FIRST YOU READ, THEN YOU WRITE - Mystery Commentary by Mike Nevins
A dear friend died Thanksgiving morning, 2004. Cancer. His name was Carlos Burlingham and he was a half-nephew of Genaro Hopley-Woolrich. During the early 1940s when he was a teen, he lived with his Tio Genaro in Mexico for close to two years. I met and began taping with Carlos six years ago. He was the only person I’ve ever met with living memories of the mysterious Anglo-Latino whose only son was Cornell Woolrich, the Hitchcock of the written word. Without Carlos we would know nothing of Genaro except the sparse and unreliable things Woolrich said or is said to have said about him now and then. Muchas gracias, amigo, y buena jornada.
Frederic Dannay and Manfred B. Lee, the cousins whose series character and joint byline was Ellery Queen, were both born in 1905, about nine months apart. Earlier this year, on April 28th, the day of the annual MWA dinner, a symposium was held at Columbia University honoring the centenary of their birth.
My topic at the centenary symposium was how Fred’s and Manny’s separate gifts functioned in their collaboration. Fred, as most mysteryphiles know, created the skeletons for the Ellery Queen novels and stories, while Manny put flesh on the bones. Almost anything could inspire one of Fred’s plots, but when he was young and Ellery Queen was in his first period, he was often inspired by other detective novels. Anyone who’s familiar with Sherlock Holmes and has read the Queen novels published between 1929 and 1935 – the ones with a nationality in each title, the ones where Ellery was modeled on S.S. Van Dine’s insufferable egghead Philo Vance – is aware that there’s a recurring gimmick in several of those novels that Fred clearly borrowed from Conan Doyle’s The Valley of Fear.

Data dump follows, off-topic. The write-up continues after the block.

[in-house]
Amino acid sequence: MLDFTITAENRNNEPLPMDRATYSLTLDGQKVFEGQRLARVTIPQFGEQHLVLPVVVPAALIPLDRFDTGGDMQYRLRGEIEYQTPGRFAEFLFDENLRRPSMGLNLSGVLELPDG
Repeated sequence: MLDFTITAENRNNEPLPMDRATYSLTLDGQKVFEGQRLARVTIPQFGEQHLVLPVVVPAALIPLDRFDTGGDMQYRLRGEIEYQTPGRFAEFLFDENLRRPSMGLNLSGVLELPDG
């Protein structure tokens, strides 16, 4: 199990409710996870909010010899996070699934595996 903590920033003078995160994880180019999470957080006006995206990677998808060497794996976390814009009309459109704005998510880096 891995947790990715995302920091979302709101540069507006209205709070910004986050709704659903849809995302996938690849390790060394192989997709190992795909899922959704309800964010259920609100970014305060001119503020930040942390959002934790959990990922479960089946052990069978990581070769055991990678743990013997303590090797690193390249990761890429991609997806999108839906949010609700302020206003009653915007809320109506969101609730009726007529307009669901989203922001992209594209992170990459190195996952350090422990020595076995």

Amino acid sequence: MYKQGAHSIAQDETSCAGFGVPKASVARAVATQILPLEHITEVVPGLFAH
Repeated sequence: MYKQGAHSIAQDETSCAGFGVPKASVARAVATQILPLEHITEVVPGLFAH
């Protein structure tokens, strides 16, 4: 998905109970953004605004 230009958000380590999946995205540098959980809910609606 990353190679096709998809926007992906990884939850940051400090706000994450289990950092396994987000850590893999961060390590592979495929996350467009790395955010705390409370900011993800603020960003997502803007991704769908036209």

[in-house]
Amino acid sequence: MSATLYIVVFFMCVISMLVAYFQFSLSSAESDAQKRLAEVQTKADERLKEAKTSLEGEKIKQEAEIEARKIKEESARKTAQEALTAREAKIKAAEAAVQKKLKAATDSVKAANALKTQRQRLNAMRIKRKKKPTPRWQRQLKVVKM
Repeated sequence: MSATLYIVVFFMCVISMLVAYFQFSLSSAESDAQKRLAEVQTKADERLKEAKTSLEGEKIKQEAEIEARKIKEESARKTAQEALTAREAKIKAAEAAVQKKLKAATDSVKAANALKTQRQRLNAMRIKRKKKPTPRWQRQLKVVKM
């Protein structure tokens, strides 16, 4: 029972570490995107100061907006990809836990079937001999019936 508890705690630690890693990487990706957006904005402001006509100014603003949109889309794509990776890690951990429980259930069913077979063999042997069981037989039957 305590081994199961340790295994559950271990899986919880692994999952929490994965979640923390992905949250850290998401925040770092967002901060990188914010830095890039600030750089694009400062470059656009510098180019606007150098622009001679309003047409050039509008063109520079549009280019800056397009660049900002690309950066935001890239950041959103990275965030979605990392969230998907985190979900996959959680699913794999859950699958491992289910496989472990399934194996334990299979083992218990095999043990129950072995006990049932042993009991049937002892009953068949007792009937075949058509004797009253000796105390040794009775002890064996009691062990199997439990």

But very few readers today remember F. Van Wyck Mason (1897-1978), whose series sleuth was military intelligence officer Hugh North. But if you read The Vesper Service Murders (1931), second in the long series of North novels, you find it contains the germs of several early Queen plots. Its clue of the train conductor’s ticket punch became central to The Tragedy of X (1932); its rural climax with North and everyone else in the cast menaced by a forest fire is echoed in The Siamese Twin Mystery (1933); and the color-blindness gimmick was the grandfather of all the variations Fred played on that theme throughout the more than 40 years he spent conjuring up conundrums for his character. Why couldn’t I have discovered this obscure fact while Fred was alive?
If you grew up in the Fifties and would like to revisit some of that decade’s TV series at very little cost, drop into the next Dollar Tree store you pass and check out the DVD bin. I did this the other day and walked away with discs containing selected episodes of Mr. & Mrs. North, Adventures of Sherlock Holmes (the Ronald Howard series), Adventures of Dr. Fu Manchu and The Third Man. At a buck apiece!
I haven’t played any of these yet, but I did watch the contents of another dollar disc from the same source, containing four episodes of the German Flash Gordon series of 1953-54. This cult item has pretty much the same relation to conventional science-fiction that Harry Stephen Keeler has to conventional crime fiction, a fact which may explain why it’s been one of my guilty pleasures for half a century. Flash in this series was played by Steve Holland: no relation to Savage Steve, the director, but a tall handsome blond with a remarkable resemblance to Kirk Douglas who spent most of his career doing cover art for paperbacks and posing for his colleagues, notably as the model for Doc Savage. I got to spend some quality time with him in his New York apartment and later in Albuquerque, where he died several years ago. I can’t believe that I just bought several episodes that I haven’t seen since my teens and paid so little for them. The transfers to DVD are far better than anyone could expect at this price. Now if only the mystery series from the Dollar Tree bin turn out to look this nice!
This column first appeared in Mystery*File 47, February 2005, in slightly different form. Other installments of this column can be found by going here.
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